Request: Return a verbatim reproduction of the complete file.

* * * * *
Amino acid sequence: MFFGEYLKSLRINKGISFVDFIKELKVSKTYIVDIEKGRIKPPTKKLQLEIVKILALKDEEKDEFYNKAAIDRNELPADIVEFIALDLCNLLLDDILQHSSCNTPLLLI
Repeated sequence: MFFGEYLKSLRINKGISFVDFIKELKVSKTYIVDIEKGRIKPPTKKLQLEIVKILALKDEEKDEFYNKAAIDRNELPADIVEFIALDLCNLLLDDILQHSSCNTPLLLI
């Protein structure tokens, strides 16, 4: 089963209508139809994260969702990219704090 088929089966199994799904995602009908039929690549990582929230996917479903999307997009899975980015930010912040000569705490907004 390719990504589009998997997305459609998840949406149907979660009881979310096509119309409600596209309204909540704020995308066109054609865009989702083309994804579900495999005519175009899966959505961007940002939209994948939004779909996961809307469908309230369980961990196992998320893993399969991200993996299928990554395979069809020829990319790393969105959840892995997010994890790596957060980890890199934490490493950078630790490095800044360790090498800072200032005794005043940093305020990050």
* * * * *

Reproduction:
Amino acid sequence: MFFGEYLKSLRINKGISFVDFIKELKVSKTYIVDIEKGRIKPPTKKLQLEIVKILALKDEEKDEFYNKAAIDRNELPADIVEFIALDLCNLLLDDILQHSSCNTPLLLI
Repeated sequence: MFFGEYLKSLRINKGISFVDFIKELKVSKTYIVDIEKGRIKPPTKKLQLEIVKILALKDEEKDEFYNKAAIDRNELPADIVEFIALDLCNLLLDDILQHSSCNTPLLLI
């Protein structure tokens, strides 16, 4: 089963209508139809994260969702990219704090 088929089966199994799904995602009908039929690549990582929230996917479903999307997009899975980015930010912040000569705490907004 390719990504589009998997997305459609998840949406149907979660009881979310096509119309409600596209309204909540704020995308066109054609865009989702083309994804579900495999005519175009899966959505961007940002939209994948939004779909996961809307469908309230369980961990196992998320893993399969991200993996299928990554395979069809020829990319790393969105959840892995997010994890790596957060980890890199934490490493950078630790490095800044360790090498800072200032005794005043940093305020990050």